Time. . . A constant challenge. Instructional preparation, professional development and collaboration, excellent instruction, quality formative and summative assessments, availability for office hours, emails, phone calls, colleagues, paperwork, record keeping, attending meetings, providing resources, the list of “things” goes on and on.
How do we balance everything and still have sanity? That surely is a plurium interrogationum (a loaded question). In order to even have a chance at answering that question, we must break that complex question down. Let’s start in the classroom.
Many instructors are now using discussion forums to help students introduce themselves. This technique allows students to connect with the instructor and each other in new and interesting ways, while saving precious instructional class time. This idea can also be translated to other areas of your course.
An as instructor, I have often considered different ways to deliver content to students effectively and efficiently. One way that I have found to do this is student presentations, but not in the traditional sense.
Traditional student presentations work like this; (1) The student prepares and then presents their content, (2) The instructor assess the content, and (3) The audience sits and listens.
There are, however, several problems with traditional presentations. They require plenty of time for each student to present (instructors often must use several of their class sessions to allow each student to present). They require time for feedback from peers and the instructor. Even when peer feedback is assigned, it is often weak because some students have a difficult time listening to a large number of peer presentations in one sittings and begin to quickly tune the information out.
Rather than these types of presentations that instructors and students alike have sat through for years, I have found that virtual presentations work much better. They allow students to present on information related to course content and receive quality peer feedback, all outside of class time. They also allow students to build their capacity to leverage technology to impact their learning.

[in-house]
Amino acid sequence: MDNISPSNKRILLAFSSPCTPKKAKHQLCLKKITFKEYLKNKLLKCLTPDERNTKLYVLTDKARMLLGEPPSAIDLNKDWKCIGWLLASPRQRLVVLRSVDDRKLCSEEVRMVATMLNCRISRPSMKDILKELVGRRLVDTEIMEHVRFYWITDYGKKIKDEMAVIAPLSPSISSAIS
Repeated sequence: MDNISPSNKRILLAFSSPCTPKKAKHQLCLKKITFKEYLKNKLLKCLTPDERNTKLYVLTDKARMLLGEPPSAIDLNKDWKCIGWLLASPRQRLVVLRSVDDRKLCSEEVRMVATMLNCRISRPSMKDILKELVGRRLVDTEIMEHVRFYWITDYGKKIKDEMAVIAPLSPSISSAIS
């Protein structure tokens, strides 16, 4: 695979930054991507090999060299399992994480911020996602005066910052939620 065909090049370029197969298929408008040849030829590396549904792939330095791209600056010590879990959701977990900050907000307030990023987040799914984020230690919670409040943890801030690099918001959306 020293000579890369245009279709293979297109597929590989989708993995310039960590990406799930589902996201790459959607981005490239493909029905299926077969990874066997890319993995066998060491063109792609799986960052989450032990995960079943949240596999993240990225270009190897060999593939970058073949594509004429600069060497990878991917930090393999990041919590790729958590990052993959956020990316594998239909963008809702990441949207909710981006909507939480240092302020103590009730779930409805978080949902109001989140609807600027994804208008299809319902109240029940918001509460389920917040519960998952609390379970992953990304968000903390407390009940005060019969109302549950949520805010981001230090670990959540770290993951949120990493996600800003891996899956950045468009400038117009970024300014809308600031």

Here are four easy steps to execute virtual presentation:
1. Assign a topic
The topic should intentionally connect to course objectives and content and have a distinct purpose. For example, students might synthesize and explain their findings and discuss how they plan to use the information in the future.
2. Specify Guidelines
Details on length, presenter appearance, and audience engagement are crucial in order to facilitate good virtual presentations. With the amount of technology options available, it is also important to provide some expectations and boundaries.
3. Provide a virtual place to share presentations and give feedback
As mentioned above, virtual presentations allow students the opportunity to efficiently receive peer feedback and learn from each other. While instructor assessments are important, peer feedback gives students a different perspective. Using Canvas, instructors can specify criteria for peer reviews through a discussion board forum, for example, so the presenter can easily receive feedback from their presentation. Again, all this is done outside of class, giving the instructor more time during class to instruct.
A full class discussion, high-lighting key points, provides an opportunity for students to share their thoughts and for the instructor to check for understanding and assess if the outcomes were met.
Virtual presentations have worked well in my courses, but I am always looking for other technology tools (www.slideshare.net or www.prezi.com for example) that can help students meet the course objectives and beyond. What other websites, tools, or techniques have you used to allow students the chance to present their work and get quality feedback from their peers, without losing quality in-class time?